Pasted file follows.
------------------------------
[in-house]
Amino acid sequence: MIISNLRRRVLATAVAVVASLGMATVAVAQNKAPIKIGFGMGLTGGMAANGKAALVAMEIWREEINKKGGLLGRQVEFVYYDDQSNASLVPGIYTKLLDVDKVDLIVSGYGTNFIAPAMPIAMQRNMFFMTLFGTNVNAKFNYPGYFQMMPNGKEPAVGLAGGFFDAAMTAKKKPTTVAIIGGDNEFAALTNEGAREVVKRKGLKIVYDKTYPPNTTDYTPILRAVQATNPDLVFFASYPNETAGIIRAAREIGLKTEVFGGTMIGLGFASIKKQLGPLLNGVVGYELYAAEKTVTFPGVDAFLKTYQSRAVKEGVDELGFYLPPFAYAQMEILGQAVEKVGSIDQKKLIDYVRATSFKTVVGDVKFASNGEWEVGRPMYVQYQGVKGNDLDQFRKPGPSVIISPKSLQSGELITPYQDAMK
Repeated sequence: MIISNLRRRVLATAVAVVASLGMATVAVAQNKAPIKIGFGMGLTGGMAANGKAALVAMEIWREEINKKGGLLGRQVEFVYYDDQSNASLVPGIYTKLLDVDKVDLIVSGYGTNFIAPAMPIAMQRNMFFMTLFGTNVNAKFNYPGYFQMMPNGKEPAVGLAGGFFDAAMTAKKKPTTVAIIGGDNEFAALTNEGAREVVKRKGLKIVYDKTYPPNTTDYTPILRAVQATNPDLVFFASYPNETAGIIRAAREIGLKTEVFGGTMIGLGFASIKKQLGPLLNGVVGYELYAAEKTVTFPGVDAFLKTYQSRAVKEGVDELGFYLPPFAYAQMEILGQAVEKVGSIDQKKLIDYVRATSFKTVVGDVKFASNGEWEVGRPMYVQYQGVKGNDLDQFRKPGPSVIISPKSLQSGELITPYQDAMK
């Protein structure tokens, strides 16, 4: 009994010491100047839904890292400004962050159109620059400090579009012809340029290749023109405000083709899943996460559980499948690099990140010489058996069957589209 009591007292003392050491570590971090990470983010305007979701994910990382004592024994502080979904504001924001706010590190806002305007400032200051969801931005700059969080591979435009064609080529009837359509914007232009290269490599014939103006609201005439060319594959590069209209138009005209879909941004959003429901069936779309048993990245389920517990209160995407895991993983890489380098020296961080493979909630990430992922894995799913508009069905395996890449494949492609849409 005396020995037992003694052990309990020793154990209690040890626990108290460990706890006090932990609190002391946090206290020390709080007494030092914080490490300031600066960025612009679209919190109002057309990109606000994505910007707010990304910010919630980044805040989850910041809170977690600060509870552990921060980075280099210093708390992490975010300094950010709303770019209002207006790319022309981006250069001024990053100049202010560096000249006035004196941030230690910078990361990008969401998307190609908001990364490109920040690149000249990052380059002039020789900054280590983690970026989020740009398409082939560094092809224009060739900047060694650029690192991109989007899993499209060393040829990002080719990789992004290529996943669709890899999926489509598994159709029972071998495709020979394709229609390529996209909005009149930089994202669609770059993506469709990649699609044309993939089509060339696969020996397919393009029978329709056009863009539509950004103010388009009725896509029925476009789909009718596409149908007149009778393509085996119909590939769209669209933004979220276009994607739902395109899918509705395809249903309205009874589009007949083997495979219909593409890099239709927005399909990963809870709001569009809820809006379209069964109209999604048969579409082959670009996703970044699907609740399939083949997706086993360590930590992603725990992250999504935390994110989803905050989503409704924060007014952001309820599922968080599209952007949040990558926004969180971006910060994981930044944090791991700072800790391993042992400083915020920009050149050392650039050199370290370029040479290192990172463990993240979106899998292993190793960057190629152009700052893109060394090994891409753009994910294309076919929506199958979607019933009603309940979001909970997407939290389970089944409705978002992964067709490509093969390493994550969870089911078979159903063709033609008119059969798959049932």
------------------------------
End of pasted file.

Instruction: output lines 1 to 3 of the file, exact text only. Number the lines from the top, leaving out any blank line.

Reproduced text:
[in-house]
Amino acid sequence: MIISNLRRRVLATAVAVVASLGMATVAVAQNKAPIKIGFGMGLTGGMAANGKAALVAMEIWREEINKKGGLLGRQVEFVYYDDQSNASLVPGIYTKLLDVDKVDLIVSGYGTNFIAPAMPIAMQRNMFFMTLFGTNVNAKFNYPGYFQMMPNGKEPAVGLAGGFFDAAMTAKKKPTTVAIIGGDNEFAALTNEGAREVVKRKGLKIVYDKTYPPNTTDYTPILRAVQATNPDLVFFASYPNETAGIIRAAREIGLKTEVFGGTMIGLGFASIKKQLGPLLNGVVGYELYAAEKTVTFPGVDAFLKTYQSRAVKEGVDELGFYLPPFAYAQMEILGQAVEKVGSIDQKKLIDYVRATSFKTVVGDVKFASNGEWEVGRPMYVQYQGVKGNDLDQFRKPGPSVIISPKSLQSGELITPYQDAMK
Repeated sequence: MIISNLRRRVLATAVAVVASLGMATVAVAQNKAPIKIGFGMGLTGGMAANGKAALVAMEIWREEINKKGGLLGRQVEFVYYDDQSNASLVPGIYTKLLDVDKVDLIVSGYGTNFIAPAMPIAMQRNMFFMTLFGTNVNAKFNYPGYFQMMPNGKEPAVGLAGGFFDAAMTAKKKPTTVAIIGGDNEFAALTNEGAREVVKRKGLKIVYDKTYPPNTTDYTPILRAVQATNPDLVFFASYPNETAGIIRAAREIGLKTEVFGGTMIGLGFASIKKQLGPLLNGVVGYELYAAEKTVTFPGVDAFLKTYQSRAVKEGVDELGFYLPPFAYAQMEILGQAVEKVGSIDQKKLIDYVRATSFKTVVGDVKFASNGEWEVGRPMYVQYQGVKGNDLDQFRKPGPSVIISPKSLQSGELITPYQDAMK